A mother recently lost temporary residential custody of her young son to the father, when the court found that she could not facilitate a relationship between her son and the father.
In re MARRIAGE OF CARMALITA YOUNG and BURTRANN YOUNG is a recent case that was just decided by the Appellate Court.
The, Petitioner, Carmalita Young and Respondent, Burtrann Young, both sought custody of their
son, Zachariah, who was seven years old when the parties separated. The trial court awarded
joint custody to both parents, and ordered Burtrann, the father, to have residential custody and the mother was awarded visitation. Carmalita appealed the custody decision and the Appellate Court affirmed the trial court.
Carmalita enrolled their son in school, daycare, and basketball without discussing them with
Burtrann. She took Burtrann off the daycare list and he was not allowed to call their son at daycare,
visit him there, or pick him up early from there for visitation. Carmalita would not send their son’s
homework with him to his father’s house. She allows Burtrann to call the boy between 7 and 7:30
p.m. but ended their Skype sessions because she believed it was an invasion of her privacy.
Carmalita recognized Burtrann’s parenting strengths but believed that she could offer their son a more rounded upbringing and provide a more stable environment than his father could. In her
view, Burtrann failed to establish proper boundaries and tried to be her son’s friend more than a
parent. She acknowledged her son was familiar with his dad’s townhouse. Although she initially
asked for sole custody, she believed joint custody would be a better option.
The trial court announced its findings in February 2015, awarding Carmalita and
Burtrann joint custody of their son, with residential custody to Burtrann and visitation for Carmalita.
The trial court acknowledged Carmalita’s parenting capabilities but considered that she
systematically attempted to exclude Burtrann from their son’s life. The trial court pointed to
instances where Carmalita called the police, her failure to name Burtrann as a parent at their son’s
daycare, enrolling their son in extracurricular activities that took place during her son’s visits with his
father without consulting Burtrann as examples of Carmalita excluding Burtrann. Noting the
importance of the involvement of both parents, the trial court determined the only way to achieve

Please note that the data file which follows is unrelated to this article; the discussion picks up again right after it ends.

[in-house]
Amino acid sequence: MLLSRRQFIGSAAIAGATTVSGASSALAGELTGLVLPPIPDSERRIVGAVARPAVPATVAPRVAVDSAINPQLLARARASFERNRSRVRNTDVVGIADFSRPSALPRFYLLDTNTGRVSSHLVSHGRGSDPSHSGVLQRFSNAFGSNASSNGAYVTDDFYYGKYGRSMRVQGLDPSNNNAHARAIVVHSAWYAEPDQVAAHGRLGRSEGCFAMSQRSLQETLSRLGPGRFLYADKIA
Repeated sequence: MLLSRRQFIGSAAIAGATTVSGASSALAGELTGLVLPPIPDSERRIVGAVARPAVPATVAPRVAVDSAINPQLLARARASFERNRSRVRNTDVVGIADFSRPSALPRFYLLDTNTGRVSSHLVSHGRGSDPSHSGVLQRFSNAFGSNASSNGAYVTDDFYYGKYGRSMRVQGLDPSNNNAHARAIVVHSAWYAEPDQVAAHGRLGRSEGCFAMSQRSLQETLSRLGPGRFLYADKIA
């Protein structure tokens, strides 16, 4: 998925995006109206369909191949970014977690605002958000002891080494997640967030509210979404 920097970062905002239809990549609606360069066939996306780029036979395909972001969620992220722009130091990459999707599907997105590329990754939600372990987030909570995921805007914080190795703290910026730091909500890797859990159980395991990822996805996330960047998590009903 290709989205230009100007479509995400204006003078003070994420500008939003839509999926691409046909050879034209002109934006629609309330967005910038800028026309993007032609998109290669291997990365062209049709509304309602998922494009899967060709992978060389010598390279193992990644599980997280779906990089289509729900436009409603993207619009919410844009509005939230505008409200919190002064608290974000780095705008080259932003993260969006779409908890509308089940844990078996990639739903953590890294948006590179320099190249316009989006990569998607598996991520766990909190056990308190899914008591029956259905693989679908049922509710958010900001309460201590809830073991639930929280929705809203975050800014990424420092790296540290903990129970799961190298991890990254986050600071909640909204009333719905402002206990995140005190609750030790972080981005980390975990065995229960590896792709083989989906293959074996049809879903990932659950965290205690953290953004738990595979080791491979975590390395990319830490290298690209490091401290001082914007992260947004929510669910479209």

that involvement was to order joint custody with Burtrann as the physical custodian.
On appeal, the issue is whether the trial court erred when it awarded residential custody
to Burtrann. Carmalita argues that the trial court failed to consider her son’s need for continuity
and stability and placed too much emphasis on her son’s preference to live with his father when it
ordered that Burtrann be the residential parent.
The trial court decides custody according to the best interest of the child. 750 ILCS
5/602(a) (West 2012); In re Marriage of Smith, 2013 IL App (5th) 130349. In making a
custody determination, the trial court considers a number of factors, including: (1) the parent’s or
parents’ wishes regarding custody; (2) the child’s wishes; (3) the child’s interaction and
interrelationship with his parents; (4) the adjustment of the child to his home, school and
community; (5) the mental and physical health of all involved individuals; (6) physical violence
or the threat of it by the potential custodian, directed at the child or another person; (7) ongoing
or repeated abuse toward the child or another person; and (8) each parent’s ability and
willingness to foster the child’s relationship with the other parent. 750 ILCS 5/602(a)(1)-(8)
(West 2012); In re Marriage of Lonvick, 2013 IL App (2d) 120865.
The trial court is in the best position to judge witness credibility and determine the child’s best interests. Lonvick, 2013 IL App (2d) 120865, (quoting In re Marriage of Ricketts, 329 Ill. App. 3d 173, 177 (2002)). We will not disturb a trial court’s custody determination unless it is against the manifest weight
of the evidence. In re Marriage of Apperson, 215 Ill. App. 3d 378, 383 (1991).
The Appellate court said that the best interest factors support the trial court’s award of residential custody to Burtrann.